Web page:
That is the view of Michael Murphy, one of the country’s leading dairy farmers.
His comments come in the wake of Teagasc predictions that application levels for agricultural college courses will decrease by 10-15pc this year.
The fall-off is attributed to the recovery in the construction sector.
The drop in agricultural college throughput has impacted on the numbers coming through for advanced Teagasc courses, such as the Professional Diploma in Dairy Farm Management which is run out of Moorepark.
Despite the massive demand for management staff on dairy farms, intake into the Moorepark course has halved over the past two years, falling from around 60 in 2015 to 27 this year.
However, Mr Murphy urged young people to take a long-term view when assessing their career options.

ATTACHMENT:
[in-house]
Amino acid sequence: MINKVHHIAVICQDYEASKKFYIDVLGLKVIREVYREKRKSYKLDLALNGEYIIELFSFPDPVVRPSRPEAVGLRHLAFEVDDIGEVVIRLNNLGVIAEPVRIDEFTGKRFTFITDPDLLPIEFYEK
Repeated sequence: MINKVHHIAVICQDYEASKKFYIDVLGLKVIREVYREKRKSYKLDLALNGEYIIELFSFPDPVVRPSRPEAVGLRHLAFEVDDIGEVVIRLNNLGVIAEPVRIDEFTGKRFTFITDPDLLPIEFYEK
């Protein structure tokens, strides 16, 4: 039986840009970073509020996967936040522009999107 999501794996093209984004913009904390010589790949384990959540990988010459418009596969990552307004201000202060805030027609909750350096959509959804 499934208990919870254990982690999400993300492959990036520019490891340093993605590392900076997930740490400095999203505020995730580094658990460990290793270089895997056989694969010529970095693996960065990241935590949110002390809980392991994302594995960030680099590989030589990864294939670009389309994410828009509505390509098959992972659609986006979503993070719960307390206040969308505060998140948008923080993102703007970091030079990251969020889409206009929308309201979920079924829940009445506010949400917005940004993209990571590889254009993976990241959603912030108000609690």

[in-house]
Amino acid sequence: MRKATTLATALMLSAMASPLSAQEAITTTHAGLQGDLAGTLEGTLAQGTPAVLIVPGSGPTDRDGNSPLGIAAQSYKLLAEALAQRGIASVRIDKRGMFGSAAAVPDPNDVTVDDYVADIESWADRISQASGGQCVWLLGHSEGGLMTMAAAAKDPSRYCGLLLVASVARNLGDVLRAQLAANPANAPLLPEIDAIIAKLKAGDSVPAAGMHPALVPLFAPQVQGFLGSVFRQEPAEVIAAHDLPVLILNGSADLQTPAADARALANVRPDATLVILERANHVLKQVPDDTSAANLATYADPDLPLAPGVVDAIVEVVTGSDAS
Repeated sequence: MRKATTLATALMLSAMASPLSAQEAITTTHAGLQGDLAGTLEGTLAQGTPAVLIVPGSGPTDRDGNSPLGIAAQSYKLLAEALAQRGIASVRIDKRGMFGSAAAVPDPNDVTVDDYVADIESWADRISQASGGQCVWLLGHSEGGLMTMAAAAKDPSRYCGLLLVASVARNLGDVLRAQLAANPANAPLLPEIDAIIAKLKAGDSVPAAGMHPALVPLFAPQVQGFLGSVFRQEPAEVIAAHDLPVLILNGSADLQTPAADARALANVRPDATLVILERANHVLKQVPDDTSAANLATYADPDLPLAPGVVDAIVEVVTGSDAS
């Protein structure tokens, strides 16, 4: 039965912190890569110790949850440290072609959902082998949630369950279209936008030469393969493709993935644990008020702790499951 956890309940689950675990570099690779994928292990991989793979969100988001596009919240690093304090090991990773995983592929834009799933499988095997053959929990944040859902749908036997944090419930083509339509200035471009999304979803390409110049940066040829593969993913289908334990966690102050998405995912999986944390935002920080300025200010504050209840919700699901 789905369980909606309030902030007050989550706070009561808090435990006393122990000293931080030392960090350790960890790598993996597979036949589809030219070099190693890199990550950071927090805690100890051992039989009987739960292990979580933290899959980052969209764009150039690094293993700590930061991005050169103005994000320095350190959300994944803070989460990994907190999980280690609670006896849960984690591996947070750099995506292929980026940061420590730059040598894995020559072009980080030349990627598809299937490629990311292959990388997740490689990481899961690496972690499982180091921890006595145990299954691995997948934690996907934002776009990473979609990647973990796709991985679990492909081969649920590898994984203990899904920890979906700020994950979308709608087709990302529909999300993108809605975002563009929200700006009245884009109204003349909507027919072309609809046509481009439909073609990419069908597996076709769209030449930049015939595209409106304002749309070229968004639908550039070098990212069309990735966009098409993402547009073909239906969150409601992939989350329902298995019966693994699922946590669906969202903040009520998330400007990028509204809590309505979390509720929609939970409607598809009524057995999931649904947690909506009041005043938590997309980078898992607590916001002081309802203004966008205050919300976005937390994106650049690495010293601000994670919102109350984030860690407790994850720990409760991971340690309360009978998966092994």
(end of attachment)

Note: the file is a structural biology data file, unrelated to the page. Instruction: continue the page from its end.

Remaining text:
“If someone is good enough then they will make an awful lot more money over their working lives in dairy farming than in construction,” Mr Murphy maintained.
“I am talking about talented, hard-working people who are good with money, cows, grass and people,” he added.
He said the “rapid professionalisation” of dairying, as well as the sharp increase in herd size, was creating exciting opportunities for new entrants.
Mr Murphy added that farmers needed to “streamline their systems” so that if they started at 6.30am in the morning, they needed to be out of the yard by 5pm.
Teagasc estimate that the dairy sector will need approximately 6,000 new entrants over the next decade to replace retirees and meet the requirements of expanding herds.